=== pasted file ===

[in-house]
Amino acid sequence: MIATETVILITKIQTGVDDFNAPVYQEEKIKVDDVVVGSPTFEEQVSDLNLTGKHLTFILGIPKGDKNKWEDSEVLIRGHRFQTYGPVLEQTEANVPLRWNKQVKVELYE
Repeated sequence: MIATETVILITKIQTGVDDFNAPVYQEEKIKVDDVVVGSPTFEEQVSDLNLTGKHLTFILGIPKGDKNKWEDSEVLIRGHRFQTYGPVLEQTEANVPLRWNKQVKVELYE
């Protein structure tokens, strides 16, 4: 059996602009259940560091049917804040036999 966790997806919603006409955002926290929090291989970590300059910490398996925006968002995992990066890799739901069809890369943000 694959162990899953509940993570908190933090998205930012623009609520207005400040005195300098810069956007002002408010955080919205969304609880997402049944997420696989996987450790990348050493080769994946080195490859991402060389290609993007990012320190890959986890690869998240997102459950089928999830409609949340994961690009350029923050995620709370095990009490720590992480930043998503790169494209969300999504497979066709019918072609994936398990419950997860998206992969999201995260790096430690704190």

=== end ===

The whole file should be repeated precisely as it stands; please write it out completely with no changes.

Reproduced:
[in-house]
Amino acid sequence: MIATETVILITKIQTGVDDFNAPVYQEEKIKVDDVVVGSPTFEEQVSDLNLTGKHLTFILGIPKGDKNKWEDSEVLIRGHRFQTYGPVLEQTEANVPLRWNKQVKVELYE
Repeated sequence: MIATETVILITKIQTGVDDFNAPVYQEEKIKVDDVVVGSPTFEEQVSDLNLTGKHLTFILGIPKGDKNKWEDSEVLIRGHRFQTYGPVLEQTEANVPLRWNKQVKVELYE
């Protein structure tokens, strides 16, 4: 059996602009259940560091049917804040036999 966790997806919603006409955002926290929090291989970590300059910490398996925006968002995992990066890799739901069809890369943000 694959162990899953509940993570908190933090998205930012623009609520207005400040005195300098810069956007002002408010955080919205969304609880997402049944997420696989996987450790990348050493080769994946080195490859991402060389290609993007990012320190890959986890690869998240997102459950089928999830409609949340994961690009350029923050995620709370095990009490720590992480930043998503790169494209969300999504497979066709019918072609994936398990419950997860998206992969999201995260790096430690704190």